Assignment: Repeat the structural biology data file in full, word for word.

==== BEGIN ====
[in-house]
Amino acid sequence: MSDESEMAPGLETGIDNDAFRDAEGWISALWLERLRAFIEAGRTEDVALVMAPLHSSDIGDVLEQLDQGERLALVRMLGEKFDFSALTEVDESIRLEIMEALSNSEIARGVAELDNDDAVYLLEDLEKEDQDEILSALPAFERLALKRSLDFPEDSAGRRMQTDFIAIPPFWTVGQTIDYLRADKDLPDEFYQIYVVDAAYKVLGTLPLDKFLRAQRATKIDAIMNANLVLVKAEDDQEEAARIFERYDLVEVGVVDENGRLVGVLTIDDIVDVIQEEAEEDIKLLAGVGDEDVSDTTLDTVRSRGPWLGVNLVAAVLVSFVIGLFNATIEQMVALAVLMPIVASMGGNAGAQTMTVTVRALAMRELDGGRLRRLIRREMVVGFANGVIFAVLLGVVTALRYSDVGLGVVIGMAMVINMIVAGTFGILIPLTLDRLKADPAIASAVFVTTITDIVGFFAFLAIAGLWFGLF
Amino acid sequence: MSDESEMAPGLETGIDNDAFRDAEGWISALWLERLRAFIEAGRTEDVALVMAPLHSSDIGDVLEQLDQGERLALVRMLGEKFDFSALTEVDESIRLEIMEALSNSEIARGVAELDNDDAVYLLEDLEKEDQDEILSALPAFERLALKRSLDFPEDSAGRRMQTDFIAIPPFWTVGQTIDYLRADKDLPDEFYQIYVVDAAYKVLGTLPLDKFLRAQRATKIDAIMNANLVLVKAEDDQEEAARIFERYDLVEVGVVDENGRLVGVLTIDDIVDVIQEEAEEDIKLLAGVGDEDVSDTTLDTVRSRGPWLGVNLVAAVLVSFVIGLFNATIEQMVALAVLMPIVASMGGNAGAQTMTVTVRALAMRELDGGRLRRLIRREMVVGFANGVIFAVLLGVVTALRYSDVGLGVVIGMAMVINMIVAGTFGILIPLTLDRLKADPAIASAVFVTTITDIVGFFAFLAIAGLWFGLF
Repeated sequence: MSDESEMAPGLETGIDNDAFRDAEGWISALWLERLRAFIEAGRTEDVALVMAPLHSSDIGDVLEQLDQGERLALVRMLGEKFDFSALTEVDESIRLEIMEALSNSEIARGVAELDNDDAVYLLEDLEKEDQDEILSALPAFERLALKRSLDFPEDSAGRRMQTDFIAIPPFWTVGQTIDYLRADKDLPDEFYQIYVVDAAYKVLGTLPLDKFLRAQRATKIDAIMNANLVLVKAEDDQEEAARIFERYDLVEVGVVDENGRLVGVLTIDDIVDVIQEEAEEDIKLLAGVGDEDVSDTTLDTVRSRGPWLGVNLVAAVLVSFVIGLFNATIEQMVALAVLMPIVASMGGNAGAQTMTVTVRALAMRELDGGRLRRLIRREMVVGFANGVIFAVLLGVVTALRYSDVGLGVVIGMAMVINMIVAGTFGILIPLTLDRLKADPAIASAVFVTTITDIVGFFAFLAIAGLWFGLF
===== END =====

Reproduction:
[in-house]
Amino acid sequence: MSDESEMAPGLETGIDNDAFRDAEGWISALWLERLRAFIEAGRTEDVALVMAPLHSSDIGDVLEQLDQGERLALVRMLGEKFDFSALTEVDESIRLEIMEALSNSEIARGVAELDNDDAVYLLEDLEKEDQDEILSALPAFERLALKRSLDFPEDSAGRRMQTDFIAIPPFWTVGQTIDYLRADKDLPDEFYQIYVVDAAYKVLGTLPLDKFLRAQRATKIDAIMNANLVLVKAEDDQEEAARIFERYDLVEVGVVDENGRLVGVLTIDDIVDVIQEEAEEDIKLLAGVGDEDVSDTTLDTVRSRGPWLGVNLVAAVLVSFVIGLFNATIEQMVALAVLMPIVASMGGNAGAQTMTVTVRALAMRELDGGRLRRLIRREMVVGFANGVIFAVLLGVVTALRYSDVGLGVVIGMAMVINMIVAGTFGILIPLTLDRLKADPAIASAVFVTTITDIVGFFAFLAIAGLWFGLF
Amino acid sequence: MSDESEMAPGLETGIDNDAFRDAEGWISALWLERLRAFIEAGRTEDVALVMAPLHSSDIGDVLEQLDQGERLALVRMLGEKFDFSALTEVDESIRLEIMEALSNSEIARGVAELDNDDAVYLLEDLEKEDQDEILSALPAFERLALKRSLDFPEDSAGRRMQTDFIAIPPFWTVGQTIDYLRADKDLPDEFYQIYVVDAAYKVLGTLPLDKFLRAQRATKIDAIMNANLVLVKAEDDQEEAARIFERYDLVEVGVVDENGRLVGVLTIDDIVDVIQEEAEEDIKLLAGVGDEDVSDTTLDTVRSRGPWLGVNLVAAVLVSFVIGLFNATIEQMVALAVLMPIVASMGGNAGAQTMTVTVRALAMRELDGGRLRRLIRREMVVGFANGVIFAVLLGVVTALRYSDVGLGVVIGMAMVINMIVAGTFGILIPLTLDRLKADPAIASAVFVTTITDIVGFFAFLAIAGLWFGLF
Repeated sequence: MSDESEMAPGLETGIDNDAFRDAEGWISALWLERLRAFIEAGRTEDVALVMAPLHSSDIGDVLEQLDQGERLALVRMLGEKFDFSALTEVDESIRLEIMEALSNSEIARGVAELDNDDAVYLLEDLEKEDQDEILSALPAFERLALKRSLDFPEDSAGRRMQTDFIAIPPFWTVGQTIDYLRADKDLPDEFYQIYVVDAAYKVLGTLPLDKFLRAQRATKIDAIMNANLVLVKAEDDQEEAARIFERYDLVEVGVVDENGRLVGVLTIDDIVDVIQEEAEEDIKLLAGVGDEDVSDTTLDTVRSRGPWLGVNLVAAVLVSFVIGLFNATIEQMVALAVLMPIVASMGGNAGAQTMTVTVRALAMRELDGGRLRRLIRREMVVGFANGVIFAVLLGVVTALRYSDVGLGVVIGMAMVINMIVAGTFGILIPLTLDRLKADPAIASAVFVTTITDIVGFFAFLAIAGLWFGLF